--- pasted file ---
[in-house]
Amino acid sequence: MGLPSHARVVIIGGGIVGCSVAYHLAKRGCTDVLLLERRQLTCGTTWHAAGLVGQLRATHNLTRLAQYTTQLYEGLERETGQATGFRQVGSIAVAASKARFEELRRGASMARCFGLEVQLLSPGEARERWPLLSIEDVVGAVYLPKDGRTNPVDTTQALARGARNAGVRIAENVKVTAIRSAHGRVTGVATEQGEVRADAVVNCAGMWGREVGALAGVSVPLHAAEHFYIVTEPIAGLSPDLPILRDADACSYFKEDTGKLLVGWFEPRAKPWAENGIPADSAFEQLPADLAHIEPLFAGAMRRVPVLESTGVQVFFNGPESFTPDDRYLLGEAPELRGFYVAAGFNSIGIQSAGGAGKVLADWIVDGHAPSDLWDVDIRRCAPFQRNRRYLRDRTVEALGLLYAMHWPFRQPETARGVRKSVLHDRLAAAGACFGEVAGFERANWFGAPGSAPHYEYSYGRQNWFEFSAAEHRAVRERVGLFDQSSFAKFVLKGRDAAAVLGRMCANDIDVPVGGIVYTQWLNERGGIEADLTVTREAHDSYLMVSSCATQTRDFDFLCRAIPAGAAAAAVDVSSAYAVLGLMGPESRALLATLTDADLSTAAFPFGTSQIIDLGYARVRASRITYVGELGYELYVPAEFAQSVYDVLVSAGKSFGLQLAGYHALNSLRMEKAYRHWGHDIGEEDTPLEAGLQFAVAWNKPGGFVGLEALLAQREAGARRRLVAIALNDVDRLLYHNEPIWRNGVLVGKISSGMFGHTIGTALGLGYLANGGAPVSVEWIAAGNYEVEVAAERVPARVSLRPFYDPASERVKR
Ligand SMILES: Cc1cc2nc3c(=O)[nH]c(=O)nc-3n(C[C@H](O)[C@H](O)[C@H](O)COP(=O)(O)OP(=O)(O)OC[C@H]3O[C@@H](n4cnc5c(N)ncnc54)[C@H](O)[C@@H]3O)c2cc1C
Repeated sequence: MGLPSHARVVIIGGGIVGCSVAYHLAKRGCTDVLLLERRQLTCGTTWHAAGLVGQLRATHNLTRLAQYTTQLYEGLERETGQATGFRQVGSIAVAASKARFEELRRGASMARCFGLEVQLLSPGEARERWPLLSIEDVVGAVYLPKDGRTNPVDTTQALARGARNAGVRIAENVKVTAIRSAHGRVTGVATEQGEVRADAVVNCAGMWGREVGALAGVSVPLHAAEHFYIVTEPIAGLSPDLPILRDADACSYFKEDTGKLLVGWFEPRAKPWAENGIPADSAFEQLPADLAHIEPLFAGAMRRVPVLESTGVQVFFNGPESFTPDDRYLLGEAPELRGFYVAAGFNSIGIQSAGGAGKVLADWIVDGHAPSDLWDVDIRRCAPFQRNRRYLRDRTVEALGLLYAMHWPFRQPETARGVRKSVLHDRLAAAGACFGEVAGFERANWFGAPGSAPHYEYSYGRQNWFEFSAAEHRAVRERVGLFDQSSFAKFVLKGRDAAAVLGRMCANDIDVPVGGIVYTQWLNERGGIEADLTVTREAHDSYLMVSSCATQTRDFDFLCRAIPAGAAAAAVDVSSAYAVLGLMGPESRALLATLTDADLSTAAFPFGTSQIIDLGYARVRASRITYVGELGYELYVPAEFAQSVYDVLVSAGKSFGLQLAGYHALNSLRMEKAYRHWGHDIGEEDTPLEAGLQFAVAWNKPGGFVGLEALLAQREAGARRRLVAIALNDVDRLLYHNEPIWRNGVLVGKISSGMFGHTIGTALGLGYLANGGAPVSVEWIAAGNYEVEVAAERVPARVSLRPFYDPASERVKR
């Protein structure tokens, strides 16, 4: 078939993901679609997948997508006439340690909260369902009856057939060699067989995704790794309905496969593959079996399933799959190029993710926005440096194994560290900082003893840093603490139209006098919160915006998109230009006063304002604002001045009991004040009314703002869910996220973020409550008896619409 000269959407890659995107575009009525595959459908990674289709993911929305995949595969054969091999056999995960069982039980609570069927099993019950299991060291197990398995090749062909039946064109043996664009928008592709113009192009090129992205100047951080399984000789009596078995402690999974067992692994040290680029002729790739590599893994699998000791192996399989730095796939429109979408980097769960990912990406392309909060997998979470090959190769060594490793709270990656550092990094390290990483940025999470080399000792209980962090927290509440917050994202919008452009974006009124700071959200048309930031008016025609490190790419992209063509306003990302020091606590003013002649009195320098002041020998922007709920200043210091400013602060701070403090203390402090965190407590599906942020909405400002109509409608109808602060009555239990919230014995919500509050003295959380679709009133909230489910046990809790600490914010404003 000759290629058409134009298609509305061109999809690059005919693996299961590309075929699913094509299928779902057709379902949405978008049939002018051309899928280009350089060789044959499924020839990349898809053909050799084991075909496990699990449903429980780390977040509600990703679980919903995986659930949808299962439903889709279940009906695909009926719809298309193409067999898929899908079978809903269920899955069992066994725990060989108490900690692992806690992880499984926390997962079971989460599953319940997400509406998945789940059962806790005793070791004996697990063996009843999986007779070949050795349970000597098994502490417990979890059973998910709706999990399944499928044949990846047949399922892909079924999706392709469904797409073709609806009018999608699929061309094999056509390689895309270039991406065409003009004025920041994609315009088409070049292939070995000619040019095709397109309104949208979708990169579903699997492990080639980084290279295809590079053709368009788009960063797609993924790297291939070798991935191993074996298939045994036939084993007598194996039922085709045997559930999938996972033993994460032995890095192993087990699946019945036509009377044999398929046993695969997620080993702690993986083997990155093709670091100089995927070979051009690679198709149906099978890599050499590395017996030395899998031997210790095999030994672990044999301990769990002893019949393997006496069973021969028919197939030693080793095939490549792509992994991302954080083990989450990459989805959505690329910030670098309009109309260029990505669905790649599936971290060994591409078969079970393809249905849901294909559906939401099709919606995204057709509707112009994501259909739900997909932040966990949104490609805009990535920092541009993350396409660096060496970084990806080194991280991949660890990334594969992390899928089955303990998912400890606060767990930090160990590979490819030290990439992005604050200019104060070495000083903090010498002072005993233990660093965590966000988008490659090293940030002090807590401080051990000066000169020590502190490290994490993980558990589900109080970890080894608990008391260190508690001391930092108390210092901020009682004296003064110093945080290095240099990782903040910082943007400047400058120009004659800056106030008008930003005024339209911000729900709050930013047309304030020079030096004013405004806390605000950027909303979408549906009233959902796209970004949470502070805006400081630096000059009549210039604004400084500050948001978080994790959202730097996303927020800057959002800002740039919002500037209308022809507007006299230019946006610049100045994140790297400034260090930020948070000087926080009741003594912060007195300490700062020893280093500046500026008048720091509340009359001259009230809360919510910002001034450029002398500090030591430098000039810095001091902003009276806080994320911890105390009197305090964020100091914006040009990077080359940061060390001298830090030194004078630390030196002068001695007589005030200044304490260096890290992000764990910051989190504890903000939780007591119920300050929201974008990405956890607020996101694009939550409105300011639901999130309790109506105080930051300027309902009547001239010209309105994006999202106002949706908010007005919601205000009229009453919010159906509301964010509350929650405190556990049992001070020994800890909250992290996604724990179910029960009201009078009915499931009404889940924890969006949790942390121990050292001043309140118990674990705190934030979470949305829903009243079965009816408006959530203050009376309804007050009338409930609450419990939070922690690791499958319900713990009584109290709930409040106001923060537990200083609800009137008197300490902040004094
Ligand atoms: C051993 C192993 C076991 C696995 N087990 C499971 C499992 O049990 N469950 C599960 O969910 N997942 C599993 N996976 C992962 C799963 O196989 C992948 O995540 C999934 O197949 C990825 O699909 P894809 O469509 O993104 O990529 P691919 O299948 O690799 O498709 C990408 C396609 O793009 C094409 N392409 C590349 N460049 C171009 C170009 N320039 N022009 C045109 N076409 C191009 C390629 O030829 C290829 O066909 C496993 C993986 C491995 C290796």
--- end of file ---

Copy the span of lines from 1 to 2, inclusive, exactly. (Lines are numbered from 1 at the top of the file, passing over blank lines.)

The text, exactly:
[in-house]
Amino acid sequence: MGLPSHARVVIIGGGIVGCSVAYHLAKRGCTDVLLLERRQLTCGTTWHAAGLVGQLRATHNLTRLAQYTTQLYEGLERETGQATGFRQVGSIAVAASKARFEELRRGASMARCFGLEVQLLSPGEARERWPLLSIEDVVGAVYLPKDGRTNPVDTTQALARGARNAGVRIAENVKVTAIRSAHGRVTGVATEQGEVRADAVVNCAGMWGREVGALAGVSVPLHAAEHFYIVTEPIAGLSPDLPILRDADACSYFKEDTGKLLVGWFEPRAKPWAENGIPADSAFEQLPADLAHIEPLFAGAMRRVPVLESTGVQVFFNGPESFTPDDRYLLGEAPELRGFYVAAGFNSIGIQSAGGAGKVLADWIVDGHAPSDLWDVDIRRCAPFQRNRRYLRDRTVEALGLLYAMHWPFRQPETARGVRKSVLHDRLAAAGACFGEVAGFERANWFGAPGSAPHYEYSYGRQNWFEFSAAEHRAVRERVGLFDQSSFAKFVLKGRDAAAVLGRMCANDIDVPVGGIVYTQWLNERGGIEADLTVTREAHDSYLMVSSCATQTRDFDFLCRAIPAGAAAAAVDVSSAYAVLGLMGPESRALLATLTDADLSTAAFPFGTSQIIDLGYARVRASRITYVGELGYELYVPAEFAQSVYDVLVSAGKSFGLQLAGYHALNSLRMEKAYRHWGHDIGEEDTPLEAGLQFAVAWNKPGGFVGLEALLAQREAGARRRLVAIALNDVDRLLYHNEPIWRNGVLVGKISSGMFGHTIGTALGLGYLANGGAPVSVEWIAAGNYEVEVAAERVPARVSLRPFYDPASERVKR